and in abrut ten minutes was seized by
violent purging aud voinii'mg. Ho was
given sonic cold tea to drink, and all his
pains seemed to pass tway. In a little
over three hoars hi w a corpse. What
has caused the deaths is a complete mys
tery. It is generally argued that it is
some kind of poison. Not long ago n
poison known a3 Tyrotoxican, a putriti--cation
farouut, a poinon generated in de
cayed matter, was discovered in cheesa.
Butter rontaiiiiug fjniilar ingredgients
might contain, a like poison, aad the
Brown family and Mr. Avery both ate
butter at their lat meal.- Coroner Mc
Neal exhuuied the body of II. L. Brown
and the slomach was 'taken out. The
board of supervisors, who are now in
session, have been asked to appropriate
sufficient money to make a thorough in
vestigation. The appropriation will un
doubted lv bo made and Brown's stomach
sent to Chicago lit one.
Oetoctsd by a Woman's Wit.
T;s s2;ana, Ark., April 3. Last night
a msit giving his nn:io as Dave Dixon
was detected in burglarizing tlieiise of
Mr. "eter Ivy, and was arrested and
locked up in the Bowie county jail. He
came to Mr. Ivy and engaged to turn
over to him a lot of beef cattle which he
claims to own on Red river, and was to
hvc ai&rted ihli pj-.jrniug lo thow Mr.
Ivy the taiii, Imi bit. Ivy'a suspicion!
were art-used by his artiois. When she
notified ber husband, his watch dis
covered the would be cattla dealer plun
dering bureau drawers, closets, etc.
With be aid of neighbors he was ar
rested, and oti pcron was found all
the jewelry and silvcrwaio w;Jh many
articles belonging to the children's ward
robe. Light on a f&urcter Mystery.
Kearney, Neb., April 3. ThecUrp
Knocrzer, a resident of South Omaha,
I was found wanderiug around on a prarie
Sunday in the vicinity of Gibbon, and
when brought iff town was found to be
insane. While confined in the calaboose
at G bbon he came near ending his Iii
by batttring his head against the door.
He seems to be bothered about some
murder and says often, twl didn't kill
him, Jake did it." He says he was
stopping at Grand Island some six weeks
ag, when the dead body of Valentine
! Gulcher was fonnd in a field near there
under circumstances indicating that he
had been murdered.
Covernor Thayer at Kearney.
Kearney, Neb., April 3.- Governor
Thayer spent yesterday and part of today
visiting the state industrial school. He
expressed himself as will pleased with
the institution under the management of
Superintendent John T. Mallalieu. This
is his first visit to the school and he was
surprised at its siza aud the work being
tloue. The governor was given n recep
tion by the citszens of Kearney at tho
City property of all kinds in exchange
for lands unproved or unimproved. Apply
to Windham and Dtivics. w-ot.
Probable Fatal Accident.
Bcrwbix, Neb., April 3. Jacob Fry,
a farmer living three miles south of this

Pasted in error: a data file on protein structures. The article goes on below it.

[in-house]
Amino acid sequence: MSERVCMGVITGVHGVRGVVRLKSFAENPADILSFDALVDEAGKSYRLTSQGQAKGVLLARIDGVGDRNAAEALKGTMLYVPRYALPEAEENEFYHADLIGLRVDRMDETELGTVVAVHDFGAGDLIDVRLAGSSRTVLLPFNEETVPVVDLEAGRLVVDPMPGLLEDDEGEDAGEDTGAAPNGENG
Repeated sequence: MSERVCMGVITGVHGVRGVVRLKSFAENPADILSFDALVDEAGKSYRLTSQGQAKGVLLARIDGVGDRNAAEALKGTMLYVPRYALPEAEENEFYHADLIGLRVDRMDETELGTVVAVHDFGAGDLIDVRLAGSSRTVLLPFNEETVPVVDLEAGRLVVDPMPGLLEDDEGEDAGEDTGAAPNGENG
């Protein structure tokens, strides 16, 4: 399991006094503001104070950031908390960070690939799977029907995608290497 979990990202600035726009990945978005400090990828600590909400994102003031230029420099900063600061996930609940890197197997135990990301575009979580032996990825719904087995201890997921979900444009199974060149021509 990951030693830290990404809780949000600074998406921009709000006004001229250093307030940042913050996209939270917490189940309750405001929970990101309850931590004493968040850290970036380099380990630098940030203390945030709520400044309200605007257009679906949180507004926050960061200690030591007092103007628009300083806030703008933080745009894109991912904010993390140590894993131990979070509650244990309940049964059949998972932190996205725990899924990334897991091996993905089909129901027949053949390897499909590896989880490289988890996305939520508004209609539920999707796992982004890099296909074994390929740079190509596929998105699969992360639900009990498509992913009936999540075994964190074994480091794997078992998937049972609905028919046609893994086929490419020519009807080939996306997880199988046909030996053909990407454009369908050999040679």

place, today met with an accident while
at work in a well that may lvsult in
death. While working at a depth of 180
fet a bucket fell and struck him on tha
head. At present it is not known just
what his injuries are.
Lot in South Park until the first of
April at $150.09 a piece. Payments to
suit purchaser.- Windham A Da vies.
One, two, five and ten-acre tracts for
sale on reasonable terms. Apply to
Windham and Davics. . d-w-lm. .
Firo Insurance written in the
Etna, Phoenix and Hartford by
Windham A Davies.
There aro 21 reasons why you
chnulri nurRhass lots in South Pa rk.
Seepage 4. fOtf
Smoklnc; k Meerschaum Pipe.
The pride of the smoker is to color bis
pipe. A new pipe should never be filled over
a quarter full and the quanity increased only
as the smoker observes the line of color ad
vance. By following this rule the pipe will
be uniformly browned. If a pipe is mottled
it Is a sure indication that it was not thor
oughly dried before being placed in the bath
of spermaceti. In coloring a cigar holder an
additional piece of wood or some earthera
material hollowed to receive the end of the
cigar should be placed in tho end of the
holder, that the moisture may not come in
contact with the meerschaum until it i3 col
ored to the rim.
The reason why these rules should be ob
served is that tho nicotine naturally settles
to the bottom of tho pipe, and if tho bowl is
load'id to tho brim the heat from the burn
ing tobacco will drive tho nicotine forcibly
to tho bottom, aud then all hope of giving
the whole pipe that beautiful light chocolate
appearanco must be abandoned. Smoke as
sists the process, and by blowing it gently
upon the outsido in a few week3 the effect
will be noticeable. Philadelphia Times.
Of Use to YVrlier.
A recent article mentioned cei"tain ways
of making paper capable of taking ink when
it has been roughened by erasure as by
powdered resin and by rubbing with a knife
handle; but pray, havo any of my readers
ever heard of pounce? I do not know
whether stationers keep it nowadays or not.
It is a fine, white resiuou3 powder the cy
clopsedia says powdered sandarach. A small